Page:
Wellbeing on Campus and in the Classroom

The Health of Trent Students - The National College Health Assessment (NCHA)

In February and March of 2016, Student Health Services distibuted the National College Health Assessment (NCHA) to 4000 Trent students. Of these, 1156 students responded to the survey, providing some insight into the health of our students. Below are some of the results of this survey as well as how this data might apply to learning environments on campus. The information below is divided into themes, with more themes to come in the 2016-17 academic year.

Themes include:

Creating Community

Student Safety

Student Distress

Mental Health

Risk-taking Behaviour

Career and Personal Growth

Applying NCHA to Learning Environments

Creating Community

Relevant NCHA Statistics

71.3% of Trent students felt very lonely sometime in the last 12 months (of those, 36% felt lonely in the last 2 weeks).

44.3 % of Trent students felt they belonged to a community every day or almost every day.

58.3% of Trent students live off-campus, not with a parent/guardian, (whereas 44.3% of students in the Canadian reference group live off campus, not with a parent/guardian).

Application to the Classroom

Use the first 5 minutes of class to build community by:

  • Encouraging students to get to know the person next to them
  • Asking students the top 3 things trending today

Facilitate social connection by establishing study groups.

Encourage students to connect with student clubs or groups. The college offices are a great place to start making connections.


Campus safety

Relevant NCHA Statistics

92.9% of Trent students felt safe on campus during the daytime.

51.5% of Trent students felt very safe on campus at night.

40.4% of Trent students felt somewhat unsafe or not at all safe in the community at night.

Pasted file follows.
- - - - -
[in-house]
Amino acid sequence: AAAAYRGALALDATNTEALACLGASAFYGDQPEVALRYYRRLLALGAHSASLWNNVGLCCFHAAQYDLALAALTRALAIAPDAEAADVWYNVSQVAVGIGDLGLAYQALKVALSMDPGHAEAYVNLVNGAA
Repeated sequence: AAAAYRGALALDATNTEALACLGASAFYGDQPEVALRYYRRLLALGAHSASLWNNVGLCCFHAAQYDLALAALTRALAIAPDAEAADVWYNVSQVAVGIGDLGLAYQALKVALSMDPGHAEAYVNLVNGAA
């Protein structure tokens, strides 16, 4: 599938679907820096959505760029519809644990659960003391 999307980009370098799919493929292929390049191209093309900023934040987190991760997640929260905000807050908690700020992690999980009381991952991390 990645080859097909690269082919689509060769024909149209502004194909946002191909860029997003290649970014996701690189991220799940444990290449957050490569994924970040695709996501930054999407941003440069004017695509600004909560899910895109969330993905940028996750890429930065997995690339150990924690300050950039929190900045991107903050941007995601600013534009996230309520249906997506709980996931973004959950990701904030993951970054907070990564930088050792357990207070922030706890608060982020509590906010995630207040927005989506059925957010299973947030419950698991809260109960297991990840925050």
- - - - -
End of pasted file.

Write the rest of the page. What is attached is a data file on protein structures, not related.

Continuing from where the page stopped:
Application to the Classroom

Encourage students to walk to cars or the bus together after evening classes.

Set a positive example by using the campus Walkhome program.


Student Distress

Relevant NCHA Statistics

Just over 90% of Trent students felt overwhelmed and/or exhausted in the last 12 months.

Approximately 84% of Trent students agreed or strongly agreed that the university and its faculty sincerely care about their wellbeing.

Approximately 66% of Trent students felt things were hopeless sometime in the last year.

Application to the Classroom

Provide information about campus resources if you notice changes in behaviour such as: absence, decline in quality of work, social withdrawal, outbursts (tears, anger).

Start lecture with slides about student services (e.g. Academic Skills for time management, Academic Advising for selecting courses, Counselling Services for personal difficulty). See this PowerPoint slide as an example. 


Mental Health

Relevant NCHA Statistics

Approximately 32% of Trent students report being treated or diagnosed by a professional for a mental health concern in the last 12 months.

Just over 23% of Trent students surveyed have accessed mental health services form Trent University Counselling Services or Student Health Services.

Just over 66% of Trent students felt happy every day or almost every day.

Application to the Classroom

Encourage students who disclose mental health concerns to register with Student Accessibility Services.